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Thread: Leftie Child: Teach Right-Handed or Flip the Uke & Play Upside Down?

  1. #41
    Join Date
    Dec 2010
    Tampa Bay, FL


    Quote Originally Posted by Kenn2018 View Post
    Great video. Very touching.

    At the Boys and Girls Club I was helping to teach ukulele to 8 to 10 years old kids. Three were left-handed. All three were quite upset that they "had" to learn to play right-handed. (An ex-music teacher was leading the group and insisted that all of the kids learn to play right handed. She's a righty.)

    So, I bought a left-handed ukulele and donated it.

    Then, at the class, I gave the lefties the option of learning to play right or left handed. I explained why I thought it would be easier for them in the long run and why. I then asked them to try it for a while, but if they just couldn't do it, then they could use the left-handed uke.

    All three stuck with the right-handed ukes and did quite well.

    Giving the kids the choice made all the difference. They bought into the honest explanations. And tried their best, along with lots of encouragement, to prove that they could do it. Instead of resisting something that was forced upon them, they tried and felt really proud when they succeeded.
    I'm glad that two people mentioned this....letting the child decide!
    Nothing is more frustrating to a child than being forced to do things.
    I don't know how old this child is, but if she were mine, I would just ask her. Then I'd get her uke set up.
    "Those who bring sunshine and laughter to the lives of others cannot keep it from themselves".

    Music washes from the soul, the dust of everyday living.

  2. #42
    Join Date
    Jun 2018
    Sparta, Wisconsin, USA


    Quote Originally Posted by Jim Yates View Post
    I have one student who plays a left handed guitar, but he was already playing before he came to take lessons from me, so we didn't switch back. He says it's just like looking in the mirror, but we seldom have left handed instruments in the store where I teach. Whenever there is a left handed guitar, I urge him to try it out.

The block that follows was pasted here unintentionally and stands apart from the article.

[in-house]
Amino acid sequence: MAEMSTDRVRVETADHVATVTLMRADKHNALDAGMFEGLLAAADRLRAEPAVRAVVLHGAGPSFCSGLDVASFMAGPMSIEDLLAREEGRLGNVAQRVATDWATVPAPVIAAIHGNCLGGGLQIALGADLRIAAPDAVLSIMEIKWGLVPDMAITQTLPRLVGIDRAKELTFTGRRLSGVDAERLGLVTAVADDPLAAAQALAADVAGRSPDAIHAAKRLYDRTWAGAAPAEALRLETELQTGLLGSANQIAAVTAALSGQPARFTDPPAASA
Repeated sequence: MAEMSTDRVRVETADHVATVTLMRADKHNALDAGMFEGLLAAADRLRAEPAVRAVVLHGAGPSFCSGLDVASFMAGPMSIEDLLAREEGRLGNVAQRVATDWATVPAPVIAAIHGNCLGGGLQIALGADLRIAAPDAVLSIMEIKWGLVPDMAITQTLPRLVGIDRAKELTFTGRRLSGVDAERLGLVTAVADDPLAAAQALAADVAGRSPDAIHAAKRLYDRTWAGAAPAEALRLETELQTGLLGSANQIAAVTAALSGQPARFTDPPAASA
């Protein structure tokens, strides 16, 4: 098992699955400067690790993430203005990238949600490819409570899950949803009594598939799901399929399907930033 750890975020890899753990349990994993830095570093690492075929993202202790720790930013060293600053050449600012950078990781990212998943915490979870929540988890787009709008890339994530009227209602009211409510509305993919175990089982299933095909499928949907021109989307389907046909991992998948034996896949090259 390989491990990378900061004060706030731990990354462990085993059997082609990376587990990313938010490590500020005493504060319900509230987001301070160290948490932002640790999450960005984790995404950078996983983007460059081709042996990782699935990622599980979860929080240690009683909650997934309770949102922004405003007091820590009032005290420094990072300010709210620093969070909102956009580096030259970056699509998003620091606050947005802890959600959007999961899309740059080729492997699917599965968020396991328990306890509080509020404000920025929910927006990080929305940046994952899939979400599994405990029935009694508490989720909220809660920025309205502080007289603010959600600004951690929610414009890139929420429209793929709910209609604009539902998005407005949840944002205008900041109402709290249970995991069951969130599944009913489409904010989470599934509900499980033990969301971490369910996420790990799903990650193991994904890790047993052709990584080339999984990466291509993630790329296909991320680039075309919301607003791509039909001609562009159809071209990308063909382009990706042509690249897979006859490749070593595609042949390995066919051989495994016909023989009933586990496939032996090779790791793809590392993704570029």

You said, "It seems the brain is wired so that the dominate side, (left side of the brain for right-handed people), keeps rhythm naturally and more easily. So strumming and picking is easier to learn using the dominate hand. " I agree with this. Try tapping out the rhythm of I've Been Working On The RR with your dominant hand and keeping the beat with your non-dominant hand. Now try switching hands.
    In spite of that, I had four siblings all living in a house with one guitar. My brother Dave was a lefty, but we wouldn't let him switch the guitar, so he learned righy. He turned out to be the best musician of the five of us.

    Nice to hear Christine Lavin mentioned here. Maggie and I are fans of her song writing and performing. I even love her baton twirling. In the eighties we performed her song about Princess Diana and Prince Charles at a few venues in Southern Ontario.

    Oh maybe, you got panicky
    Thinking you were losing your looks
    Well confidentially Chuck
    You got no looks to lose
    Or maybe you are the kind of cad
    Who likes to drive us women mad
    Knowing now we all have the

    Charles! Prince Charles
    Do you have a last name?
    I was gonna ask you that on our first date
    Forget it! Things have changed

    Once they got married, she could no longer do this song. Here's Maggie singing the song at Cobourg's Waterfront Festival.
    Attachment 119167

    And here she is with Christine Lavin at the Winnipeg Folk Festival about 30 years ago.
    Attachment 119168
    Don't mean to digress from the thread, but Lavin's autobiography was very good. I was bummed when she came to the Minnesota area a couple of months ago and I was out of town.

    I've never seen her live. It's great that y'all had a chance to meet her and play & sing with her.
    There is a subtle yet profound difference between the learning of something and the knowing of that thing.
    You can learn by reading, but you don’t begin to know until you begin to try to do.

    —Lou Churchill, Plane & Pilot Magazine

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